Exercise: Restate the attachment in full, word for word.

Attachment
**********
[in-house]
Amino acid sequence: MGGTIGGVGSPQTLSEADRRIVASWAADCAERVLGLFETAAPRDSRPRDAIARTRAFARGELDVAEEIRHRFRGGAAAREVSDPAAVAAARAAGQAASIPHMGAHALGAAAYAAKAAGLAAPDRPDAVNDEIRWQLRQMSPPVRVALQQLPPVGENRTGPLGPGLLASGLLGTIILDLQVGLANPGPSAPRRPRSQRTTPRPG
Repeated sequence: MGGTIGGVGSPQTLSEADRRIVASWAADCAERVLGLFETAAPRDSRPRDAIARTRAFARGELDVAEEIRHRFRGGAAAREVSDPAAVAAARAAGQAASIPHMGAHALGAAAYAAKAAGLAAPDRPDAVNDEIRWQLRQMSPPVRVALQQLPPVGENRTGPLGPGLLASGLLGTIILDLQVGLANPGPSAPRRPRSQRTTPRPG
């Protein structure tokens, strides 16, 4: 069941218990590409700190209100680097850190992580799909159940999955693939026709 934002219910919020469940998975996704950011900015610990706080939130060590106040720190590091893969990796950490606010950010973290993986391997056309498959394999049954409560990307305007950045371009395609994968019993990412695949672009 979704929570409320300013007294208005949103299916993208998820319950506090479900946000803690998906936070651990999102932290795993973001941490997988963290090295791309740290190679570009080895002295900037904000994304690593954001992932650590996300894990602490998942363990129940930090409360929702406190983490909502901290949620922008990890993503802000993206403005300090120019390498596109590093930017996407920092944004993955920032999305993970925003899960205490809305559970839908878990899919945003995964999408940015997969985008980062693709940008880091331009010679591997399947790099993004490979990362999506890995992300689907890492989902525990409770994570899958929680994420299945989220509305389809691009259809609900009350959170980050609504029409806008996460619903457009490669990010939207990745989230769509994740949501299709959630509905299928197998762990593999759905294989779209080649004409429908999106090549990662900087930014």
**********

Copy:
[in-house]
Amino acid sequence: MGGTIGGVGSPQTLSEADRRIVASWAADCAERVLGLFETAAPRDSRPRDAIARTRAFARGELDVAEEIRHRFRGGAAAREVSDPAAVAAARAAGQAASIPHMGAHALGAAAYAAKAAGLAAPDRPDAVNDEIRWQLRQMSPPVRVALQQLPPVGENRTGPLGPGLLASGLLGTIILDLQVGLANPGPSAPRRPRSQRTTPRPG
Repeated sequence: MGGTIGGVGSPQTLSEADRRIVASWAADCAERVLGLFETAAPRDSRPRDAIARTRAFARGELDVAEEIRHRFRGGAAAREVSDPAAVAAARAAGQAASIPHMGAHALGAAAYAAKAAGLAAPDRPDAVNDEIRWQLRQMSPPVRVALQQLPPVGENRTGPLGPGLLASGLLGTIILDLQVGLANPGPSAPRRPRSQRTTPRPG
């Protein structure tokens, strides 16, 4: 069941218990590409700190209100680097850190992580799909159940999955693939026709 934002219910919020469940998975996704950011900015610990706080939130060590106040720190590091893969990796950490606010950010973290993986391997056309498959394999049954409560990307305007950045371009395609994968019993990412695949672009 979704929570409320300013007294208005949103299916993208998820319950506090479900946000803690998906936070651990999102932290795993973001941490997988963290090295791309740290190679570009080895002295900037904000994304690593954001992932650590996300894990602490998942363990129940930090409360929702406190983490909502901290949620922008990890993503802000993206403005300090120019390498596109590093930017996407920092944004993955920032999305993970925003899960205490809305559970839908878990899919945003995964999408940015997969985008980062693709940008880091331009010679591997399947790099993004490979990362999506890995992300689907890492989902525990409770994570899958929680994420299945989220509305389809691009259809609900009350959170980050609504029409806008996460619903457009490669990010939207990745989230769509994740949501299709959630509905299928197998762990593999759905294989779209080649004409429908999106090549990662900087930014």